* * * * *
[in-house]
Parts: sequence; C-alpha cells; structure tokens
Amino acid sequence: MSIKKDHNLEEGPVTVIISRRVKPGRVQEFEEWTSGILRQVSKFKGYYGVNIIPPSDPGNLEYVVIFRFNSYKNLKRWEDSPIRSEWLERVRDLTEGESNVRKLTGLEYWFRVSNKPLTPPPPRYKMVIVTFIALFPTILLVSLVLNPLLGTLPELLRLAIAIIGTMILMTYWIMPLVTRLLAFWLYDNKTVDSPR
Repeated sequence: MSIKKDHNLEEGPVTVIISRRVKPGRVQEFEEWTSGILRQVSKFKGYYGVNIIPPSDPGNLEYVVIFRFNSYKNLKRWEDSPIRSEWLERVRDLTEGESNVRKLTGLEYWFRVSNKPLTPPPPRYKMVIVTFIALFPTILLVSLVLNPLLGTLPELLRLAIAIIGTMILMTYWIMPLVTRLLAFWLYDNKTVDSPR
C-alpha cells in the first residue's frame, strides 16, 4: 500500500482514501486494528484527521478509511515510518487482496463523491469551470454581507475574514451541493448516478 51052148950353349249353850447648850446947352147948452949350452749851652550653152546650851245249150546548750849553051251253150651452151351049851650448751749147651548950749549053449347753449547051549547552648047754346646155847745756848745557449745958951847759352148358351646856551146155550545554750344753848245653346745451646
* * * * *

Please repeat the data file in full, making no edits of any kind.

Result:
[in-house]
Parts: sequence; C-alpha cells; structure tokens
Amino acid sequence: MSIKKDHNLEEGPVTVIISRRVKPGRVQEFEEWTSGILRQVSKFKGYYGVNIIPPSDPGNLEYVVIFRFNSYKNLKRWEDSPIRSEWLERVRDLTEGESNVRKLTGLEYWFRVSNKPLTPPPPRYKMVIVTFIALFPTILLVSLVLNPLLGTLPELLRLAIAIIGTMILMTYWIMPLVTRLLAFWLYDNKTVDSPR
Repeated sequence: MSIKKDHNLEEGPVTVIISRRVKPGRVQEFEEWTSGILRQVSKFKGYYGVNIIPPSDPGNLEYVVIFRFNSYKNLKRWEDSPIRSEWLERVRDLTEGESNVRKLTGLEYWFRVSNKPLTPPPPRYKMVIVTFIALFPTILLVSLVLNPLLGTLPELLRLAIAIIGTMILMTYWIMPLVTRLLAFWLYDNKTVDSPR
C-alpha cells in the first residue's frame, strides 16, 4: 500500500482514501486494528484527521478509511515510518487482496463523491469551470454581507475574514451541493448516478 51052148950353349249353850447648850446947352147948452949350452749851652550653152546650851245249150546548750849553051251253150651452151351049851650448751749147651548950749549053449347753449547051549547552648047754346646155847745756848745557449745958951847759352148358351646856551146155550545554750344753848245653346745451646